Museums Sheffield urges residents to share what causes and protests are important to the city’s history as anniversary of female voting rights nears.
In 2017 barely a day goes by without news of a protest occurring somewhere across the world.
Here in Sheffield today, people continue to speak out about the issues that matter to them, whether that’s Trump, the trees or cuts to the NHS.
A new project led by Museums Sheffield is now set to shine a spotlight the city’s longstanding tradition of protest and activism.
Sheffield people have always stood up for what they believe in.
In the 1790s James Montgomery and the radical press famously challenged a wide range of social injustices.
We want to hear what causes are important to you
In the 1830s Samuel Holberry’s Chartists pushed for working class rights, then in the early1900s Adela Pankhurst and the Suffragettes campaigned for votes for women.
By the 1980s, the Miners’ Strike and the ‘Battle of Orgreave’ had made headlines across the country.
Our daily lives have also been changed and improved through the struggles of countless people who don’t grace the pages of history books, but without their efforts today’s world and our city would be very different.
Over the next two years Museums Sheffield’s Protest and Activism project aims to celebrate the city’s remarkable protest story.
Although Sheffield has been at the forefront of many important protests over the last 250 years, the city’s historic museum collections don’t currently tell that story fully.
To address that, we’re talking with people across Sheffield, including different organisations, campaign groups and communities to try to find out which causes are important to them and discover how they’ve helped shaped the city.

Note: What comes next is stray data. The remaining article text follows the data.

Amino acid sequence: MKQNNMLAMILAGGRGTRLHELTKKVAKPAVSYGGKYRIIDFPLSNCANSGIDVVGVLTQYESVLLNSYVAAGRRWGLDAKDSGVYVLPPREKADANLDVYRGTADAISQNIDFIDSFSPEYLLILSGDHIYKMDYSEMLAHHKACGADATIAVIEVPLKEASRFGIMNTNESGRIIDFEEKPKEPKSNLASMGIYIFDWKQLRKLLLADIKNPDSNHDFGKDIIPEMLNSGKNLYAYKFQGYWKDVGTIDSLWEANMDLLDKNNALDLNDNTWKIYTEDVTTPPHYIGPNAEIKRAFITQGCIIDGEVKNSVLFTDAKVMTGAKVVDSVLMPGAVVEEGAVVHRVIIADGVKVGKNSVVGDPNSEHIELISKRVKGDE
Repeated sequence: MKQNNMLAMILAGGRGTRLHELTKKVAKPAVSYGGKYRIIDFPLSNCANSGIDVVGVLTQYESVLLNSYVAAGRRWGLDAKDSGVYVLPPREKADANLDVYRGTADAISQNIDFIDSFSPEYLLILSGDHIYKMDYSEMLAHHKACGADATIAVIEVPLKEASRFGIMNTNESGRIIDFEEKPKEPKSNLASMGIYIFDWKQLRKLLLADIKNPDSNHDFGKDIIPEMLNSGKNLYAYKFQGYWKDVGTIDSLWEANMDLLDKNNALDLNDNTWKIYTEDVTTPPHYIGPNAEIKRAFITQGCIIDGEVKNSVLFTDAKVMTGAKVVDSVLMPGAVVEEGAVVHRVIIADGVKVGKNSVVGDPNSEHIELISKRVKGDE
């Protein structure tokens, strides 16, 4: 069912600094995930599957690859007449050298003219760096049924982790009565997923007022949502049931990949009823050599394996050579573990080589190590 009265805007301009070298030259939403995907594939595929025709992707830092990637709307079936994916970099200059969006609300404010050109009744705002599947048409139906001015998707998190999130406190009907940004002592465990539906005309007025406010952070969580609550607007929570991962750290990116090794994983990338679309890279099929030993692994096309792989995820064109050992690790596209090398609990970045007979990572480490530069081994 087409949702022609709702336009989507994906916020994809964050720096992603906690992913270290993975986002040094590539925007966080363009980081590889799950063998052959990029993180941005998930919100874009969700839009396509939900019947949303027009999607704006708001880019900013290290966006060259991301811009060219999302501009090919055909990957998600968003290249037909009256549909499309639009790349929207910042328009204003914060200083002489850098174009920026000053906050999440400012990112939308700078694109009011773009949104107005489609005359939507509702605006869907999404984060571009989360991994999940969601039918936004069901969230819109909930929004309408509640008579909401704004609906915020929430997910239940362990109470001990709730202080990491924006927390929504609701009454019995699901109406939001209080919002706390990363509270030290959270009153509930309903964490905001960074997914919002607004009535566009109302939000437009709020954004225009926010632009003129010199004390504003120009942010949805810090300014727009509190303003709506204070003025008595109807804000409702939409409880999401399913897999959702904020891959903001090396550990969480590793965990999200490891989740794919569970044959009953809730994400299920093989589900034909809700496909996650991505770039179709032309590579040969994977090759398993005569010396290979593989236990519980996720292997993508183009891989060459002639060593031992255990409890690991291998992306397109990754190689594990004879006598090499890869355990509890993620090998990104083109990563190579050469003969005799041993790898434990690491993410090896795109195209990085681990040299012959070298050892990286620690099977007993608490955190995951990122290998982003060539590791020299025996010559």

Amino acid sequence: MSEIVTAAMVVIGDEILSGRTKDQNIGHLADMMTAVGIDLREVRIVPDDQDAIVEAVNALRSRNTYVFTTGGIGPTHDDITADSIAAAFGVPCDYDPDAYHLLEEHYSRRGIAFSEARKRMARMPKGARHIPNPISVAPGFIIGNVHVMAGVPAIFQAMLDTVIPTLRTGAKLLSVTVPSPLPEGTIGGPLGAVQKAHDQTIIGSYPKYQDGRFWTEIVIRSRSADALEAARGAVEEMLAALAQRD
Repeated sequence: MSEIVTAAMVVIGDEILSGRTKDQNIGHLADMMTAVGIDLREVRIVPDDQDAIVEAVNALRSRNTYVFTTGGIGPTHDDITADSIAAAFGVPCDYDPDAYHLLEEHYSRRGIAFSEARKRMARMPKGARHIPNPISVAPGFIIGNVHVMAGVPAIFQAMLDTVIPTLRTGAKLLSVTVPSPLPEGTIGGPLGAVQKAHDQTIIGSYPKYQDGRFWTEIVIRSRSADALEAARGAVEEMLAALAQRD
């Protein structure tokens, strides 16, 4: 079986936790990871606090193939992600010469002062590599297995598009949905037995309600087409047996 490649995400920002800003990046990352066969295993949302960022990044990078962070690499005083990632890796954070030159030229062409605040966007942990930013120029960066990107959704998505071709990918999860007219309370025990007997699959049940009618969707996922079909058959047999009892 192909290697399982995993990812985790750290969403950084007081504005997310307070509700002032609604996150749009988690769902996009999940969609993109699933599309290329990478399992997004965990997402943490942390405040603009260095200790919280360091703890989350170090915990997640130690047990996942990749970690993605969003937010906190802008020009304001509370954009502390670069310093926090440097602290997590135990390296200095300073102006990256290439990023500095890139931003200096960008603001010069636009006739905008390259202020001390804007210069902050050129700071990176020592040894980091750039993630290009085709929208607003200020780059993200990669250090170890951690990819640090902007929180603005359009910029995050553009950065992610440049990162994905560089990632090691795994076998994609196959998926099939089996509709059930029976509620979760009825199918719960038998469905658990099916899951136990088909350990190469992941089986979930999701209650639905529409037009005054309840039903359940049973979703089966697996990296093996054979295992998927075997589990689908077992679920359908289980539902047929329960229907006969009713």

In 1918 the Representation of the People’s Act became law and the first women were given the vote alongside all men over 21.
Although the number of women who were able to vote was limited, this was a huge step towards equal voting rights, a struggle which for generations many people in Sheffield had been fighting for.
To mark this major anniversary in 2018, we’ll be holding a series of exhibitions and events across our museums and galleries.
In preparation, we’re currently hosting Protest Lab at the Millennium Gallery, an interactive space which invites people from across the city to get involved in shaping both the exhibitions and what is represented in the city’s collections.
We want to hear what causes are important to you and to the city’s history.
What activist objects and stories would you like to see the museums save for future generations?
Which campaigns should feature in next year’s exhibitions?
What should we be collecting from the protests that are taking place now?
Is there anything in your loft or in the back of a cupboard or under your bed that you’ve saved from protests that you’d like to tell us about?
If you have any protest- related material, from suffragette sashes to banners, badges, and T-shirts, or just a protest story that you think we might be interested in, we’d love to hear from you.
* Please contact us at firstname.lastname@example.org or call 0114 2782754.